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How CIOs can drive change by setting a vision

Brian P. Watson | March 31, 2017
Sysco IT chief Wayne Shurts has a long track record of rallying his troops around a vision for change.

The initiative, dubbed “Superfusion,” was hobbled. The business leaders, CIO and head of merchandizing who had launched it had left the company. That left the IT organization “wandering,” Shurts says.

“There was a lot of passion around it to start, but it kind of lost its way,” he adds.

Superfusion was millions in the hole and way behind schedule. So, six weeks into his tenure at Supervalu, Shurts killed the project. With it went the idea of spending a year or more to roll out improvements. Instead, Shurts’ team would embrace the legacy systems and build actionable applications on top of it. And they would do it in short sprints—not projects that would take a year or more—that would cost less and deliver benefits faster.

The new manta was “business, fast and simple.” “Fast” stood for how rapidly they would act, where “simple” meant how easy it would be for business partners to collaborate with the organization.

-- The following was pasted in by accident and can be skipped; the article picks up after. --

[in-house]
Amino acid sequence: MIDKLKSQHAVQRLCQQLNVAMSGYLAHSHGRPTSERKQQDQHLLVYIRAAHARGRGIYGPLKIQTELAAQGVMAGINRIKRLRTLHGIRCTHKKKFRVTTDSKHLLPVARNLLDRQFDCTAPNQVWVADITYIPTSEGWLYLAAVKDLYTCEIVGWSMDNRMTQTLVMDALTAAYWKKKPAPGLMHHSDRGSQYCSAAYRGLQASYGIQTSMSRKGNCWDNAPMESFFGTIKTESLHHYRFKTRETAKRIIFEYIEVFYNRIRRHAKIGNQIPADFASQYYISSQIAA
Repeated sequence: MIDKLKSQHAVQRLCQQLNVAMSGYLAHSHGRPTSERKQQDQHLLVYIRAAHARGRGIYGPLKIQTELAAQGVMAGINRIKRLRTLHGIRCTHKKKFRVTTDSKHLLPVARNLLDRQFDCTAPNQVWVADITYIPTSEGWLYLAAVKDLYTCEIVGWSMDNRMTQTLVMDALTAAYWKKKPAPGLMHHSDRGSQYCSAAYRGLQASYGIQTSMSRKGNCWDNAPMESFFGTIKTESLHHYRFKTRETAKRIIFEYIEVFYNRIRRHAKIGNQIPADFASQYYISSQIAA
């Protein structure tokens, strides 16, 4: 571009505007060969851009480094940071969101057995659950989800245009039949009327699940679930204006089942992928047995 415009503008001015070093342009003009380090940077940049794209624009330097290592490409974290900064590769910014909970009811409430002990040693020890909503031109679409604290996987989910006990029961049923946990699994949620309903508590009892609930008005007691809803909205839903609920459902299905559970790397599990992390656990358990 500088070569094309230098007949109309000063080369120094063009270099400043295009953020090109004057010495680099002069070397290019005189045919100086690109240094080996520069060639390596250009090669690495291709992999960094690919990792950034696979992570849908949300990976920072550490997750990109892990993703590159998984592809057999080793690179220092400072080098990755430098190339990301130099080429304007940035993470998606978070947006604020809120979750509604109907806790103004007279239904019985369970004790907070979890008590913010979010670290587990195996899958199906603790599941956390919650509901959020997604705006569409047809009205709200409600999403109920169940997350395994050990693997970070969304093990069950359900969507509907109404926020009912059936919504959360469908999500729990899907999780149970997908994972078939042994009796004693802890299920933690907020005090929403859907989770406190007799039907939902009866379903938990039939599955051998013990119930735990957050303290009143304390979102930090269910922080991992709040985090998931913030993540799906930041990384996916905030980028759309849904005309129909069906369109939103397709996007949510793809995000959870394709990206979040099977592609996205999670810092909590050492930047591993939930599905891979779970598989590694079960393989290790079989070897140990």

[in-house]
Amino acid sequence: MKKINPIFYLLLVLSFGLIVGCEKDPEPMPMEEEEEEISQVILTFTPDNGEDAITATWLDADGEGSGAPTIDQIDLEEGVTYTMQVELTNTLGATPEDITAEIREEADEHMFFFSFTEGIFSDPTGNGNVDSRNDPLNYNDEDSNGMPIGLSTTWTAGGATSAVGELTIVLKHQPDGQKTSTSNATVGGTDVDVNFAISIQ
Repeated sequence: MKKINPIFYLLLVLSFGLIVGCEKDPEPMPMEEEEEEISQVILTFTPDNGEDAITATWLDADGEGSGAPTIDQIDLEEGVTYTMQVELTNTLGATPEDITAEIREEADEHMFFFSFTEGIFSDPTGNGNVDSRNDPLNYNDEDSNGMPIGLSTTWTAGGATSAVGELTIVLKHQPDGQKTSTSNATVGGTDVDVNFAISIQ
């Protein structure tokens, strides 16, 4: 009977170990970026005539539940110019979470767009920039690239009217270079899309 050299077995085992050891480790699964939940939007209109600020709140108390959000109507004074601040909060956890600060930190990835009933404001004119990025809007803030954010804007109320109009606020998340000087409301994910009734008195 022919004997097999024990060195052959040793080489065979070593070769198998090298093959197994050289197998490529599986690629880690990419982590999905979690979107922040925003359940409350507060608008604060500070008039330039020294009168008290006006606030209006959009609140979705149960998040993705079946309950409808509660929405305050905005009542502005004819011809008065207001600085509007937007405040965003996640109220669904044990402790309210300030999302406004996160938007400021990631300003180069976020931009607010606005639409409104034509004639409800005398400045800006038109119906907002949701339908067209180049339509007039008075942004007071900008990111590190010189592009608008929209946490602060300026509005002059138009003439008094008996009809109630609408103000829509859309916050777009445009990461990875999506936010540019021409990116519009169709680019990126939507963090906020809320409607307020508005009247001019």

This went right back to the importance of setting a vision, and also understanding the criticality of valuing people over projects. “‘Business, fast and simple’ gave them a mission and meaning,” Shurts says. “It wasn’t a cute, manufactured phrase — it had deep meaning to the work and the situation that was actually around us.”

 

Modernizing and innovating

Since Shurts joined Sysco, the company has undergone a significant business transformation. At its heart, Shurts says, are two major priorities: Leveraging the company’s size and scale to benefit customers, and to present “one Sysco at every location”—essentially making operations more consistent across an enterprise that has more than 70 operating companies.

On the IT side, Shurts employs a combination of bolstering powerful legacy systems and investments in new technologies and techniques. The company had looked at overhauling some of its bigger legacy systems, but Shurts says they found that modernizing them would be more valuable. “We believed that our legacy systems have some real secret sauce that’s made Sysco as good as it is,” he says. “Why we’re the leader is no accident.”

One example is Sysco’s Warehouse Management System (SWMS, pronounced “Swims”). During acquisition integrations, there’s no question which warehouse system will be used going forward, Shurts says. Many people have told him it belongs in the top quadrant of Gartner’s Magic Quadrant rankings.

Another is Sysco’s Uniform System (SUS), which automates monitoring of daily operations. Shurts says the system, built more than 20 years ago, has valuable intellectual property and data in it that is a competitive advantage.

For 2017, customer experience is Shurts’ top priority. Key initiatives in this area range from improving ecommerce tools that allow customers to order, view balances, process credits, and access value-added services online, to providing tools that improve the product-receiving process for restaurants.

 

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